Some of the main “other funds” in a school’s budget are: The Physical Plant and Equipment fund (PPEL), sales tax (SAVE), and the Management fund. The PPEL fund and the Sales Tax fund are basically interchangeable, and they can be used for non-salary infrastructure purposes as defined in our revenue purpose statement. At MFL MarMac we have been able to almost completely rebuild the “guts” of the school. We have new roofs, new boilers, our lighting and electrical systems have been updated, and we have remodeled classrooms and instructional areas every year to the point that we are mostly modern in all areas. We have been able to tuck point the bricks in the older buildings, upgrade the athletic facilities, build additions when needed, and recently we added air conditioning – a wing of rooms each year. We have also used these funds to keep our bus and transportation vehicles safe, and we have used them for the technology infrastructure and the 1-1 computing initiative. These additions have greatly improved the quality of our school district as a whole, and our ability to last over the long haul. For our patrons, it may be hard to understand why we can make building improvements or undergo a technology initiative, while at the same time adjusting to our enrollment decline, but that’s the way the funds work under the Iowa Code and the funding formula. On the one hand, we need to look forward and consider how infrastructure and technology improvements may attract long-term enrollment. In the short term, the building projects do not either help or hurt the instructional budget in the General Fund. This is why it is possible to be more constrained in one silo, and not as constrained in another silo.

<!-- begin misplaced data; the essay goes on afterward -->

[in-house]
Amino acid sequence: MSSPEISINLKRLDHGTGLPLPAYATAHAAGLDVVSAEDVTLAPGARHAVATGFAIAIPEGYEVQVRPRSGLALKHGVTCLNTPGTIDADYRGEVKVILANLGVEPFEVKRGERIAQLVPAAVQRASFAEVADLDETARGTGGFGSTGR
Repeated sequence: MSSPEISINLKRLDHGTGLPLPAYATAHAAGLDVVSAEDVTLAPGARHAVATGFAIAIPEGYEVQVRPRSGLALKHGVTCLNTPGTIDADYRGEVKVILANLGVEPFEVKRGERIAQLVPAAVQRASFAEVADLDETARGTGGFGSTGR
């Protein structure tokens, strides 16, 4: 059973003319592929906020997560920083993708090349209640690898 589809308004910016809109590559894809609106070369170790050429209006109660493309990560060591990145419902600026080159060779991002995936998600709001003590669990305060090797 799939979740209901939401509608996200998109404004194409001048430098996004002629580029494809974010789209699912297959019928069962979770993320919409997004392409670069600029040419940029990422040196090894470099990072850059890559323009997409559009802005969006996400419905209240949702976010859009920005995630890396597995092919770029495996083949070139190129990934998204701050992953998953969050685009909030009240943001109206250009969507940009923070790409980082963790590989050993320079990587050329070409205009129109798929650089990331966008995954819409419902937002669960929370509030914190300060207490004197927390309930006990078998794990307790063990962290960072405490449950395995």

Our sales tax revenue gives us about $650,000 per year. This revenue comes from the state penny. At one time only counties who had a voted local option tax got this resource for their schools, as our county did in 2002, with the help from many local businesses who supported it. Since 2008, all districts get this revenue source, but it is now also based on enrollment in the district. We have the ability to borrow against this revenue source, and this, in combination with PPEL, is how we have been able to enjoy the building and technology projects that help us better serve our students. We also have a PPEL approved by our voters and this, in combination with the sales tax, has basically saved us and positioned us for the future.
The management fund is the last of the larger non-general funds. The management fund can only be used to fund early retirements and pay insurance on property and vehicles, pay for workers’ compensation costs that all employers have to pay, and pay the costs of any litigation against the district.
I am hopeful that at some point in the future, the legislature will enact more measures that will help smaller school districts have the ability to stay viable. One area would be transportation equalization, as rural schools pay more per pupil and the cost of fuel, bus drives and maintenance comes from the General Fund. Another idea would be to open up some of the other funds more, but there are also pros and cons with that. Lastly, the state penny expires in 2029. Extension of that sales tax will allow us to continue to provide building and technology projects that are vital for our students’ future. If anyone has any questions about school finance please contact me, as I am always glad to talk about it.
At the beginning of the school year Responsibility-Based-Discipline trainer Larry Thompson spoke to our staff. We have implemented a new district-wide program of positive interactions with students, starting in 2016-17; and this program has been helping us. We then had positive mindset speaker Trevor Ragan talk to the staff, students and community. Although we had only about 125 people attend the community session; Ragan said that this was more than he has ever had at a night event, including urban areas. Ragan has been a mindset trainer for the USA Olympic Volleyball Team, professional baseball players, and others. We then had a visit from the Iowa Department of Education.